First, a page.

"People should know that it's not just up to what the [breathalyzer] said," Imhoff says. "While that is a significant piece of evidence, it is not the be all and end all. The machine must be calibrated properly, maintained properly and used properly."
In fact, Imhoff says that it is no longer shocking to him when he discovers that the reading on the breathalyzer has an error or has not been properly used or maintained. "There is no guarantee that the results of the breathalyzer is 100 percent accurate," Imhoff says. "We have to look at how the result is arrived at."
There are other elements of a DUI charge that can also be investigated. One such element is the field sobriety test.
"When you look at the sobriety test you have to look at the conditions of the test: the surface, the shoes being worn and the location have a huge impact on standing and turning. It's not fair to say, 'they slipped' if they are in heels on a loose gravel surface. Of course they slipped. Oftentimes, the video camera [in the police car] is a good asset for distilling what has happened."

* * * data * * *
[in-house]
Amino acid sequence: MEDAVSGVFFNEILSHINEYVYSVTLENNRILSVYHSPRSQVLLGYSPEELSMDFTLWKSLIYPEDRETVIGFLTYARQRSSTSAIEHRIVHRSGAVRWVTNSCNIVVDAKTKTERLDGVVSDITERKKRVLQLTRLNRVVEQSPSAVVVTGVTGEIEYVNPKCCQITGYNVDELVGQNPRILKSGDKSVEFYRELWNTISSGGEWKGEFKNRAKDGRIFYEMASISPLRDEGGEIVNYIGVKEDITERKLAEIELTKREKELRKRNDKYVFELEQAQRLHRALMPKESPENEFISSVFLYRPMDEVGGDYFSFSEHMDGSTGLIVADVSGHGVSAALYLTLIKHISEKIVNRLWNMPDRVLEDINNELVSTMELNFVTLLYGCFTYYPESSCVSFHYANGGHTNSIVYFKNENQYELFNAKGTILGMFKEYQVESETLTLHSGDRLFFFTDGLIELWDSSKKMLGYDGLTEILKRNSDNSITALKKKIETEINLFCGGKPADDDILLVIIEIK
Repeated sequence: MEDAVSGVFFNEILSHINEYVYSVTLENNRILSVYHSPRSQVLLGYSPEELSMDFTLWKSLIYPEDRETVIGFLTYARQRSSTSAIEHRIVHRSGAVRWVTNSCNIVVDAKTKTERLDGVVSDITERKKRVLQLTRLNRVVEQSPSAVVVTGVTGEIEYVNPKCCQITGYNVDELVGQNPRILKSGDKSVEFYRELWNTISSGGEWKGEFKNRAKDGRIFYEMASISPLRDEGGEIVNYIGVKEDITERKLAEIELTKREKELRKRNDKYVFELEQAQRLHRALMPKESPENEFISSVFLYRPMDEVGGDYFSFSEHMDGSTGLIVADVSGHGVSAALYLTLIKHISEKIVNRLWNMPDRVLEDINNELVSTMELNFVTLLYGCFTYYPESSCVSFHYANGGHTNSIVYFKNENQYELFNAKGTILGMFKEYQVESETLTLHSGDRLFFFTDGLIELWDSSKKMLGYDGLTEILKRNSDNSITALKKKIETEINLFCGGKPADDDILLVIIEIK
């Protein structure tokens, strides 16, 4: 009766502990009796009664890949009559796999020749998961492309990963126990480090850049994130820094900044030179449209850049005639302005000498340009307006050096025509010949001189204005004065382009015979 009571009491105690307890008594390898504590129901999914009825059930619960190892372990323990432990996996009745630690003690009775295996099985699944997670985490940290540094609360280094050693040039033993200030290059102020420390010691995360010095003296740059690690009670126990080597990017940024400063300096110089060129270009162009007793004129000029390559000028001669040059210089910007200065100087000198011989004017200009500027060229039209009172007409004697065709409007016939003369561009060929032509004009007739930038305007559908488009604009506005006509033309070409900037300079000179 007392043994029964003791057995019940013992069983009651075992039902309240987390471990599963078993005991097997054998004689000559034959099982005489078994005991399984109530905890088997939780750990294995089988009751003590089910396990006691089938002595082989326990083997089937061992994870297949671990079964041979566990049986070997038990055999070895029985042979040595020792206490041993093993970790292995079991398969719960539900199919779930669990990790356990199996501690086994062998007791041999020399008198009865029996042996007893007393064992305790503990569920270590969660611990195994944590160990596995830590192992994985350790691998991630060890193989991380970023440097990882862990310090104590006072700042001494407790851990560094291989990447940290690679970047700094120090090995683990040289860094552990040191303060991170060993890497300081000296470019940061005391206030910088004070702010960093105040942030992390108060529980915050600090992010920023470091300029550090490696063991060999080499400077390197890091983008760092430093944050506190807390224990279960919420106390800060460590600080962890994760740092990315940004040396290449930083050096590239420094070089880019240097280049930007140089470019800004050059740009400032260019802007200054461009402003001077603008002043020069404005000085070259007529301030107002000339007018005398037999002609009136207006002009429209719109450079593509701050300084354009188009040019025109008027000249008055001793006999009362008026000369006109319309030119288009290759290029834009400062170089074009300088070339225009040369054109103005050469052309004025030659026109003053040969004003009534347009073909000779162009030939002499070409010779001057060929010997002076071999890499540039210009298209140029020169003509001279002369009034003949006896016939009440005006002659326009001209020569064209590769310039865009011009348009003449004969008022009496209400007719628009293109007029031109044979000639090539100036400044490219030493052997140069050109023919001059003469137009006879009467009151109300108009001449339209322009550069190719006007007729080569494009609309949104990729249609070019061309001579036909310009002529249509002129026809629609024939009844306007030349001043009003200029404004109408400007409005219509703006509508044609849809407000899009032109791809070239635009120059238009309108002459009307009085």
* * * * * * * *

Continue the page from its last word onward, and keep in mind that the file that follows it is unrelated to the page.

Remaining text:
Although many people associate DUI charges with alcohol only, the charge can actually be used for a number of intoxicants, including oxycontin, heroin and marijuana, although those substances cannot be detected by a breathalyzer. Such cases then rely heavily on the police officer's observations and on field sobriety tests.
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If you have been charged with a DUI, there are some important things to remember, according to Imhoff.
"Don't get caught up on feeling guilt. Most DUI does not have any victim other than the defendant, so if you are in that position do not feel guilty. Many people of all walks of life have a DUI in their background. Face the charges in a straightforward and honest manner and you will have a good outcome. And do not always believe the breathalyzer."
If you have been charged with a DUI, contact a lawyer to discuss your legal options.